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Unfolding Destiny

  • Author:
  • Shoghi Effendi

  • Source:
  • UK Bahá’í Publishing Trust, 1981 edition
  • Pages:
  • 490
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Pages 16-18

Letter of 29 November 1923

29 November 1923
To the members of the English National Spiritual Assembly
My dearly-beloved fellow-workers in the Vineyard of God!
I am in receipt of your letter dated Nov. 17th 1923, and forwarded to me by our active and devoted brother, Mr. Simpson. I have read it with the utmost pleasure and satisfaction. I feel happy and encouraged to learn that those few, yet earnest and promising, servants of Bahá’u’lláh in that land are, despite the vicissitudes and obstacles that confront the rapid rise of the Movement, wholeheartedly striving and co-operating for the fulfilment of His divine Promise.
You, surely, have laid a firm foundation for the future development of the Cause in those regions, and my hope is that the National Assembly of Great Britain may, by full, frequent, and anxious consultation, protect the Cause, maintain and promote harmony amongst the friends, and initiate and execute ways and means for the diffusion of its spirit and the promotion of its principles.
I welcome with keen and genuine satisfaction the active participation of our beloved sister, Mrs. Thornburgh-Cropper, in the affairs of the Cause, and feel confident that her wisdom, her experience, her influence, and her unparalleled opportunities for the service of the Movement will pave the way for the wholesome growth of the Cause in that land.
I am sure you all realise the seemingly unsurmountable difficulties in the way of individual correspondence with the ever-increasing multitude of Bahá’ís throughout the world, and I need hardly tell you how tremendously difficult it is, and how reluctant I feel, to discriminate at all between the many letters of varying importance which I daily receive from almost every corner of the globe. Realising however that direct and intimate individual correspondence, in some form or other, is most urgent and vital to the interests of the Cause, I am, I assure you, giving it these days again my careful and undivided attention, and pray God that to this problem may soon be found a satisfactory and feasible solution. In the meantime, I wish to emphasise the fact that I eagerly await, and would welcome, and would assuredly have time to peruse, most carefully and in person, every individual 17 letter you may wish to send me, and my readiness and wish to attend, in the very best way I can, to every matter raised in those letters. No written message, however unimportant, will first be opened and read by any one save myself.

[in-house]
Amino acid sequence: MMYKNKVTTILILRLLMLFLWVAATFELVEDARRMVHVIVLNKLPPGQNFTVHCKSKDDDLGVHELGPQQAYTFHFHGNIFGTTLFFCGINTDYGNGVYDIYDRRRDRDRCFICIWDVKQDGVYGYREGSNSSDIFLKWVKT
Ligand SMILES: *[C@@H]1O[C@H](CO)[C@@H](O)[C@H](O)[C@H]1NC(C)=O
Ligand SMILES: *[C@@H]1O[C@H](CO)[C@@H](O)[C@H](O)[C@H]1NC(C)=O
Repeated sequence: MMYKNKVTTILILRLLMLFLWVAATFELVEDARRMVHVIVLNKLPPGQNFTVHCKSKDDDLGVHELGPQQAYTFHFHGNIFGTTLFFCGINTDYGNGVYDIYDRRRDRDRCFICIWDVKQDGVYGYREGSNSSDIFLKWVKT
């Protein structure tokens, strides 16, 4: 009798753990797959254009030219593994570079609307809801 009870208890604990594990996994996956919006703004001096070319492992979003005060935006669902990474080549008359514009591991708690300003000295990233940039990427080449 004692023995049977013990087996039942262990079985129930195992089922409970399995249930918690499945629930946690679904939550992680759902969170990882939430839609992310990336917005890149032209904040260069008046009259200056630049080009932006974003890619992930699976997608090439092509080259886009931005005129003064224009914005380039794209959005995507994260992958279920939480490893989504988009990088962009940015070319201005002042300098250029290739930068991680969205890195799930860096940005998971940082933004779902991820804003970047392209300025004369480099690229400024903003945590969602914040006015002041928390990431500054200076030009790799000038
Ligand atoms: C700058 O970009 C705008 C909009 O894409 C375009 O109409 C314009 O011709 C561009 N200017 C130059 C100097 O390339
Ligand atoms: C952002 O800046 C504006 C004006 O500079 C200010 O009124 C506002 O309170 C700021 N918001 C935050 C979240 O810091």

Regarding the proposed conference on “Living Religions within the British Empire”, I feel that such a great opportunity for the Movement should not be neglected, and I am glad to know that it has been seized by the members of the National Assembly, and is being closely examined by them. I would welcome further particulars as to who has conceived the idea, under whose auspices it will be conducted, and whether it is being supported by government authorities, and what conditions are imposed on its proceedings. I am discussing the matter with some of the Bahá’í representatives of India and America as to what friends would be most competent to represent the Cause at this conference. I shall communicate on this subject with the National Assemblies of India and America, and will inform you immediately I receive definite information from them.
As to the raising of funds to provide for the expenses of the Bahá’í representatives, I am sure the friends in England will find in the National Assemblies of India and America and in myself ready and generous supporters of a step that will undoubtedly prove of immediate and universal value for the ultimate recognition of the Cause by the world.
It is my ardent prayer that we may all be inspired to adopt the most effective measures for the successful achievement of this great undertaking.
I was much impressed by the charm and force of Major Moore’s article, published recently in T. P. Cassell’s weekly, and I would much desire to know whether his action was spontaneous, or whether he was urged or requested by someone to write it. I strongly urge the friends, and particularly the members of the National Assembly, to do all in their power to make of this able and highly-minded admirer of the Cause, a zealous and true Bahá’í. I am looking forward with keen anticipation to his spiritual development and his taking a more active part in the affairs of the Cause.
I am enclosing for the friends recent translations of the wonderful prophetic utterances of Bahá’u’lláh, and I trust you will find them of great value in your work of teaching and spreading the Cause.
Awaiting eagerly your letters, individually as well as collectively,
I am your brother,
Shoghi 18